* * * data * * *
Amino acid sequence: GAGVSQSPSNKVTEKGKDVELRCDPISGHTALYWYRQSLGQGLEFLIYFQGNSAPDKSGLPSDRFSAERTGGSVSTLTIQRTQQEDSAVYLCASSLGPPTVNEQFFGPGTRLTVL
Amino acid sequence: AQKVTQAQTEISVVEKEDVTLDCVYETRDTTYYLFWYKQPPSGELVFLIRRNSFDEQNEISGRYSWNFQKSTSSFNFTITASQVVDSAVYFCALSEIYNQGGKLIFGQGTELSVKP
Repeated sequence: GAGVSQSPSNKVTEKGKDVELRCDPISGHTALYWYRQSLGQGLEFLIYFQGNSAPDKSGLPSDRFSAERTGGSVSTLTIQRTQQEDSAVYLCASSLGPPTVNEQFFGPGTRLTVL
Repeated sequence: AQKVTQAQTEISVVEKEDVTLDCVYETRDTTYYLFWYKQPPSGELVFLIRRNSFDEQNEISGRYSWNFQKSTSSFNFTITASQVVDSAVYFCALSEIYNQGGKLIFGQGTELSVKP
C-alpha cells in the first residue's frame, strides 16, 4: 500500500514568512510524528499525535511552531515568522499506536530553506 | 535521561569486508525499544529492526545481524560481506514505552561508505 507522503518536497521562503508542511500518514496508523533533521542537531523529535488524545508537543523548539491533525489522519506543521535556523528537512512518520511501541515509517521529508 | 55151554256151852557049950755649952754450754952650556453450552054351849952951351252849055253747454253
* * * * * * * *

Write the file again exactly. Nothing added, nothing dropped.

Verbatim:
Amino acid sequence: GAGVSQSPSNKVTEKGKDVELRCDPISGHTALYWYRQSLGQGLEFLIYFQGNSAPDKSGLPSDRFSAERTGGSVSTLTIQRTQQEDSAVYLCASSLGPPTVNEQFFGPGTRLTVL
Amino acid sequence: AQKVTQAQTEISVVEKEDVTLDCVYETRDTTYYLFWYKQPPSGELVFLIRRNSFDEQNEISGRYSWNFQKSTSSFNFTITASQVVDSAVYFCALSEIYNQGGKLIFGQGTELSVKP
Repeated sequence: GAGVSQSPSNKVTEKGKDVELRCDPISGHTALYWYRQSLGQGLEFLIYFQGNSAPDKSGLPSDRFSAERTGGSVSTLTIQRTQQEDSAVYLCASSLGPPTVNEQFFGPGTRLTVL
Repeated sequence: AQKVTQAQTEISVVEKEDVTLDCVYETRDTTYYLFWYKQPPSGELVFLIRRNSFDEQNEISGRYSWNFQKSTSSFNFTITASQVVDSAVYFCALSEIYNQGGKLIFGQGTELSVKP
C-alpha cells in the first residue's frame, strides 16, 4: 500500500514568512510524528499525535511552531515568522499506536530553506 | 535521561569486508525499544529492526545481524560481506514505552561508505 507522503518536497521562503508542511500518514496508523533533521542537531523529535488524545508537543523548539491533525489522519506543521535556523528537512512518520511501541515509517521529508 | 55151554256151852557049950755649952754450754952650556453450552054351849952951351252849055253747454253